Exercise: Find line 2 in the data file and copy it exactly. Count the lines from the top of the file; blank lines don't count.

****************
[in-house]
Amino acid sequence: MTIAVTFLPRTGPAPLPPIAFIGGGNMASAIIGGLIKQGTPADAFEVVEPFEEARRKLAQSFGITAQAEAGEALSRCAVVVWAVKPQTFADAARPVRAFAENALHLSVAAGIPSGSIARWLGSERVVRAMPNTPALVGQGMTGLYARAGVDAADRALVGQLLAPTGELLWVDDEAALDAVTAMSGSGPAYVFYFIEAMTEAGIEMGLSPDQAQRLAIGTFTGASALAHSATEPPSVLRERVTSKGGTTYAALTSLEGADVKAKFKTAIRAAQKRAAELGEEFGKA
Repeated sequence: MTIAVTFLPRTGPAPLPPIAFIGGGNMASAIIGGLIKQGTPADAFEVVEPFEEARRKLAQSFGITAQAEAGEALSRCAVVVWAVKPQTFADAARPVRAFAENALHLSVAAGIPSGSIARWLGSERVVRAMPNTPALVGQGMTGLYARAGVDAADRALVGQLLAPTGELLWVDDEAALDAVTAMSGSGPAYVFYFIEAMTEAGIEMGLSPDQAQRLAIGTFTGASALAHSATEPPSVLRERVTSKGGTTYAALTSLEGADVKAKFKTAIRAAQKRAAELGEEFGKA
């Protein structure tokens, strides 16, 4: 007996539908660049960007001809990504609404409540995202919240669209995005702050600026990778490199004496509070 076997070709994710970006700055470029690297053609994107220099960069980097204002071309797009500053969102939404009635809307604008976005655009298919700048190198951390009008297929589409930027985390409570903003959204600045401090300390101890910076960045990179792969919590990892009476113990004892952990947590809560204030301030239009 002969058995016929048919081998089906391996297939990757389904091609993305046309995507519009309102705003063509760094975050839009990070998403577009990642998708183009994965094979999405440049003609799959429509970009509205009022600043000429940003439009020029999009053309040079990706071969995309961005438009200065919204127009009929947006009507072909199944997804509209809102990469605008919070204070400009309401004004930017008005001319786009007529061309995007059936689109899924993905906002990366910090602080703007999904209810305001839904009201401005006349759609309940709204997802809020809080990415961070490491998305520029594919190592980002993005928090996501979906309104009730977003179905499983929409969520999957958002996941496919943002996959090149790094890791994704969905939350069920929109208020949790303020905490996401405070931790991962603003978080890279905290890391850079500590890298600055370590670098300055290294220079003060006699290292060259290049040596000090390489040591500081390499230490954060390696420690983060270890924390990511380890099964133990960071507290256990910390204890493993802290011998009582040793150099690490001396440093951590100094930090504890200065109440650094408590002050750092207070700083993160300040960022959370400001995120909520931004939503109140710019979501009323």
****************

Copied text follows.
Amino acid sequence: MTIAVTFLPRTGPAPLPPIAFIGGGNMASAIIGGLIKQGTPADAFEVVEPFEEARRKLAQSFGITAQAEAGEALSRCAVVVWAVKPQTFADAARPVRAFAENALHLSVAAGIPSGSIARWLGSERVVRAMPNTPALVGQGMTGLYARAGVDAADRALVGQLLAPTGELLWVDDEAALDAVTAMSGSGPAYVFYFIEAMTEAGIEMGLSPDQAQRLAIGTFTGASALAHSATEPPSVLRERVTSKGGTTYAALTSLEGADVKAKFKTAIRAAQKRAAELGEEFGKA